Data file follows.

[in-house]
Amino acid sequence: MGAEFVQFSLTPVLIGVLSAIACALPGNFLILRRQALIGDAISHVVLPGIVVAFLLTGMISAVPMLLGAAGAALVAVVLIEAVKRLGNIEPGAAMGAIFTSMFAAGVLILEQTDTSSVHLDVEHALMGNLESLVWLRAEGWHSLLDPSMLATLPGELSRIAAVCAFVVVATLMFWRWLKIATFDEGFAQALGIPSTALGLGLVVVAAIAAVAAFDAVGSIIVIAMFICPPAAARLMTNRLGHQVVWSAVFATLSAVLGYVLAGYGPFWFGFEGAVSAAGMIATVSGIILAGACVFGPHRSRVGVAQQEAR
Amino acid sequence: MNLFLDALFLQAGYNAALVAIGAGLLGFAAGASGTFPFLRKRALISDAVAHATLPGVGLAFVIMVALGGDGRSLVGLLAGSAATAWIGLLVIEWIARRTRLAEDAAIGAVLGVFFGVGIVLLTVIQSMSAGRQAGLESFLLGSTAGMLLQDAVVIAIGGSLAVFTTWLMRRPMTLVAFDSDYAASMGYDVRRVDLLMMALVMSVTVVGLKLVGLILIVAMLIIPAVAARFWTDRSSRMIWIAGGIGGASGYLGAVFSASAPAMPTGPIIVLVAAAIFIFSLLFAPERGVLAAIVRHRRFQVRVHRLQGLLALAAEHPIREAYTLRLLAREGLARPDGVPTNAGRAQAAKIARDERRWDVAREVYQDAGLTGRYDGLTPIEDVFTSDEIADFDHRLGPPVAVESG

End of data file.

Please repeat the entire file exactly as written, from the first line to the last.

[in-house]
Amino acid sequence: MGAEFVQFSLTPVLIGVLSAIACALPGNFLILRRQALIGDAISHVVLPGIVVAFLLTGMISAVPMLLGAAGAALVAVVLIEAVKRLGNIEPGAAMGAIFTSMFAAGVLILEQTDTSSVHLDVEHALMGNLESLVWLRAEGWHSLLDPSMLATLPGELSRIAAVCAFVVVATLMFWRWLKIATFDEGFAQALGIPSTALGLGLVVVAAIAAVAAFDAVGSIIVIAMFICPPAAARLMTNRLGHQVVWSAVFATLSAVLGYVLAGYGPFWFGFEGAVSAAGMIATVSGIILAGACVFGPHRSRVGVAQQEAR
Amino acid sequence: MNLFLDALFLQAGYNAALVAIGAGLLGFAAGASGTFPFLRKRALISDAVAHATLPGVGLAFVIMVALGGDGRSLVGLLAGSAATAWIGLLVIEWIARRTRLAEDAAIGAVLGVFFGVGIVLLTVIQSMSAGRQAGLESFLLGSTAGMLLQDAVVIAIGGSLAVFTTWLMRRPMTLVAFDSDYAASMGYDVRRVDLLMMALVMSVTVVGLKLVGLILIVAMLIIPAVAARFWTDRSSRMIWIAGGIGGASGYLGAVFSASAPAMPTGPIIVLVAAAIFIFSLLFAPERGVLAAIVRHRRFQVRVHRLQGLLALAAEHPIREAYTLRLLAREGLARPDGVPTNAGRAQAAKIARDERRWDVAREVYQDAGLTGRYDGLTPIEDVFTSDEIADFDHRLGPPVAVESG